Kids Corner


Memories Are Strange, Aren’t They?
Home-Made Plum Jam





Memories are strange, aren’t they?

When I was 10 years old, I ate home-made plum jam for the first time, made by my Nani (maternal grandmother). The memory of that first taste has been with me since.

This past weekend, I took the plunge and ventured to make plum jam for the first time (plums being on sale helped).

Washed and cut the plums and drizzled them with sugar.

Cooked them, surrounded with memories of my Nani and Mother – both excellent cooks.

Sterilized the bottles (hardest part).

Poured the hot jam into the sterilized bottles.

Turned the bottles upside down for the jam to settle. (Felt like I was giving birth)

Bottles went into the boiling water, and my heart skipped a beat.

Waited for 10 minutes; carefully removed the bottles. Waited patiently for them to cool.

Drooled as I waited.

Warmed a croissant, spooned the jam on the plate and ...

What can I say?

Delicious! Truly worth the effort!

Sharing a bottle with someone special; the rest are for home consumption (Husband’s orders)!

Confession: My Nani’s jam tasted better!


6 lbs plums
2 cups sugar


1   Cut 6 lbs of plums in half, pit them and place in a large mixing bowl. Drizzle well with 2 cups sugar (the recipe called for 3 cups; I used 2 – perfect for me). Let plums sit at room temperature with the sugar for about 1 hour, or until sugar is somewhat dissolved.

2   Transfer plums / sugar mixture into a large cooking pot.

3   Cook uncovered and bring to a boil, stirring occasionally. Simmer for about 1.5 hours – covered at times. Check consistency – it thickens more as it cools down.

4   Transfer boiling jam to sterilized bottles.

To sterilize the jars: Wash your jars and lids with warm water and soap. Let them dry in the oven at 215 for about 20 minutes or until completely dry. Boil the lids 5 min.

Transfer your boiling hot jam to the jars using a glass measuring cup, leaving about 1/2′′ space on top.

Screw the lids on enough to keep a tight seal in place but don’t over-tighten them since air bubbles need to be able to escape. Place them in boiling water for 10 minutes. Water should be above the bottles.

Carefully remove from pot and let cool to room temperature. Leave bottles untouched; you will hear the seals popping.

Note: When cooled, check jar lids for seals. Lids should not flex up and down when center is pressed. If the lid cannot be lifted off, the lid has a good seal. If a lid does not seal well, use the jam within a week.


September 5, 2014

Conversation about this article

1: Harinder Singh 1469 (New Delhi, India), September 05, 2014, 12:49 PM.

I was told that any person who has the art of writing, the art of painting, the art of being civilized ... will always be good in making anything beautiful. And sharing them with the world. Yet another art, Inni ji -- and a yummy one at that.

2: Daljit Singh (Surrey, British Columbia, Canada), September 05, 2014, 2:10 PM.

My first reaction from your homepage was that my wife had taken pictures and sent to them to LOL. I only like plum jam and make 10-12 jars every summer with fresh local produce from British Columbia. Coincidentally, the jars look identical to the ones here. Nothing like home-made jam. An art my sister and mom taught me years ago.

3: Harinder Singh (Bridgewater, New Jersey, USA), September 05, 2014, 3:40 PM.

Seems like Inni bhain ji's got her own mantra on life: Write, Paint, Cook. I am privileged to have savored all three of her offerings. Incidentally, last week when I told my kids, Gani Kaur and Jodha Singh, while eating plum that it is 'aalu bukhara' in Punjabi - they spurted: "What? Potato-fever?"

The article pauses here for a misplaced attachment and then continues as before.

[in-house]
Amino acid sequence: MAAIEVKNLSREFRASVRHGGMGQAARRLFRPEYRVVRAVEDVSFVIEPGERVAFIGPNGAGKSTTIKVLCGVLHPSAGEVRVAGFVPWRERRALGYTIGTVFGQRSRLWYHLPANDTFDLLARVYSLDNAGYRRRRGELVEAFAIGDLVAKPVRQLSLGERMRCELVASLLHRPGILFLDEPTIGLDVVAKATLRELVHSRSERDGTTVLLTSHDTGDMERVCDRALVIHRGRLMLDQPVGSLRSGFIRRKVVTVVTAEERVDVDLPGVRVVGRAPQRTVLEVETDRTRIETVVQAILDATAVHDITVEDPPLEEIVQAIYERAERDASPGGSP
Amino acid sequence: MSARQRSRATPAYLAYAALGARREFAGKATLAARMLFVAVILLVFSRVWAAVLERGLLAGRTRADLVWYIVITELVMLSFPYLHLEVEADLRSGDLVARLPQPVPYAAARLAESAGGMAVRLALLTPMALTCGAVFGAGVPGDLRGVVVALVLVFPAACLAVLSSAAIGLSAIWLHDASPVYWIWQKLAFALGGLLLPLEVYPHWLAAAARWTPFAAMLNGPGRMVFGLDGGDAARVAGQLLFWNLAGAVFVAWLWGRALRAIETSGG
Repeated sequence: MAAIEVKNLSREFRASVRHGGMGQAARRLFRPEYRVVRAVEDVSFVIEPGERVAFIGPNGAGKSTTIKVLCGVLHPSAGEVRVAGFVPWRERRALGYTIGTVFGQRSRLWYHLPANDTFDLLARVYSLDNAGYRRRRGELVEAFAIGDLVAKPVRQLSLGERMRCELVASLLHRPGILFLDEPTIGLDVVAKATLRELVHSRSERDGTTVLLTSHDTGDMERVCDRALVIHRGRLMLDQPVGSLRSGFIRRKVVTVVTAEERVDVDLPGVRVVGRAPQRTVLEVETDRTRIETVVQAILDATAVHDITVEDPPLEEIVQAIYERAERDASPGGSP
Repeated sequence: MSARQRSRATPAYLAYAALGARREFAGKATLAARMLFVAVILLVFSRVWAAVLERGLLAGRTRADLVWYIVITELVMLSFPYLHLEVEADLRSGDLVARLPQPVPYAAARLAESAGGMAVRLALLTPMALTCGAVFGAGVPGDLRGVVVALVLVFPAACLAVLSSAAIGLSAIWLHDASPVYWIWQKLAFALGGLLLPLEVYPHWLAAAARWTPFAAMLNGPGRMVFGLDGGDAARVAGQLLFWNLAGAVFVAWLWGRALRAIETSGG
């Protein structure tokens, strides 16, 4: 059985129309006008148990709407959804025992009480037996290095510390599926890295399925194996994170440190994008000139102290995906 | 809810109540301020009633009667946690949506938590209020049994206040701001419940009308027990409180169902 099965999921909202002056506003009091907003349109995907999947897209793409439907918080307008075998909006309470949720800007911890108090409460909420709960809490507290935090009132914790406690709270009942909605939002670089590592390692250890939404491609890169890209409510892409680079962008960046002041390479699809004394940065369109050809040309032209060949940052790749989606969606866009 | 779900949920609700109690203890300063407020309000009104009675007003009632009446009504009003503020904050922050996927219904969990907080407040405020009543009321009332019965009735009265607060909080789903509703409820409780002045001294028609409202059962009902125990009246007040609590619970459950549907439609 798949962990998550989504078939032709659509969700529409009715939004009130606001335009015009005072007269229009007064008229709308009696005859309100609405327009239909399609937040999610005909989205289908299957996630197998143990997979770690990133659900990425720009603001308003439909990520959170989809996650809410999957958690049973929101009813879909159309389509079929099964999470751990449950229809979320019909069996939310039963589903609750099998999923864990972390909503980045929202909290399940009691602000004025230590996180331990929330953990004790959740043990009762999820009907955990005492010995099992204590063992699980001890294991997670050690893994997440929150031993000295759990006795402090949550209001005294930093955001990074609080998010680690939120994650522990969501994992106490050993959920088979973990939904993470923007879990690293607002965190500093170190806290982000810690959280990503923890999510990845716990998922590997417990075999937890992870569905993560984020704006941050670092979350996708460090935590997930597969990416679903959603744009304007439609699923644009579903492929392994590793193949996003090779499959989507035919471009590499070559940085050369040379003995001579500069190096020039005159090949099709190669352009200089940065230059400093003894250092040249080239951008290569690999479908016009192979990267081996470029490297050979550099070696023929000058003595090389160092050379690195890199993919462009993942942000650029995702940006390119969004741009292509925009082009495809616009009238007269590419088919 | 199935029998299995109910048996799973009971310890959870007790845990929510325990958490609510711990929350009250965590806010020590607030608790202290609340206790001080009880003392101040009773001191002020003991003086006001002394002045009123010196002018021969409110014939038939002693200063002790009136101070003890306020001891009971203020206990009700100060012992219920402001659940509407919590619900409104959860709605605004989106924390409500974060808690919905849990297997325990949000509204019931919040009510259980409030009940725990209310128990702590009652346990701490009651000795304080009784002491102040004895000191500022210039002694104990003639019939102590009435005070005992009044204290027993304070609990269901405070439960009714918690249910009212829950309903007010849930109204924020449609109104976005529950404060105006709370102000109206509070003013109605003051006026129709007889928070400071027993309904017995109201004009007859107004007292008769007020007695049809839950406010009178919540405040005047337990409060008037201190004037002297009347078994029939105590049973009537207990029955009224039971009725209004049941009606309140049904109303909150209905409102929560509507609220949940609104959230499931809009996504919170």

4: Sangat Singh (Kuala Lumpur, Malaysia), September 06, 2014, 3:24 AM.

May I share a comment from my dearest childhood friend, Jugraj (Col. J. Kahai, Rtd)? "Sangat just wanted to share with you some memories? Normally after a meal there is always a sweet for me. Today there was none. So I called for a roti and melted ghee and shukker (sugar). And while eating it, remembered Amar bhainji who always gave it to me after my breakfast when I was passing through Ludhiana. She was a great sister both for you and me. She has left behind a legacy of love which we will always remember. Just wanted to share it with you. Love -- Jugraj." I lost my mother when I was just about 10. Bhainji Amar was the eldest in the family and took upon herself the role of the mother. She spared no efforts to spoil me and my friends. Jugraj forgot that she would add some malaaee to the ghee and shukker too. Nearly all children are fussy about food and I remember my little nephew pushing the plate away: "I don't like it!" and my sister's remark: "You better eat as one day you will be telling your wife that no one cooked food like his mother did!" I am sure Inni ji mixed that special ingredient of love in her plum jam and sealed it tight. That ambrosial food has also been immortalised when a lady presented the simple fare to Guru Arjan who needed food at that time: "To gather in the Lord's wealth and to taste the food of the Lord's Name - Nanak has made this his feast." [GGS:672.6]

5: Sangat Singh (Kuala Lumpur, Malaysia), September 06, 2014, 8:45 PM.

Adding to my comment, there is a Gurdwara Chohla Sahib (not to be confused with robe) in the village Chohla near Taran Taran. When Guru Arjan visited this place, it was then called Bhaini. A housewife served him a delicious dish of chohia, broken bread mixed with sugar and butter (churi). Guru Sahib was pleased and blessed her. It was then he uttered a hymn of thanks: "The Lord is our life and soul. He cares for us everywhere in every respect." Its last line was: "God is our wealth, His Name is our food; this, 0 Nanak, is our chohla." [GGS:672.6]

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Home-Made Plum Jam"

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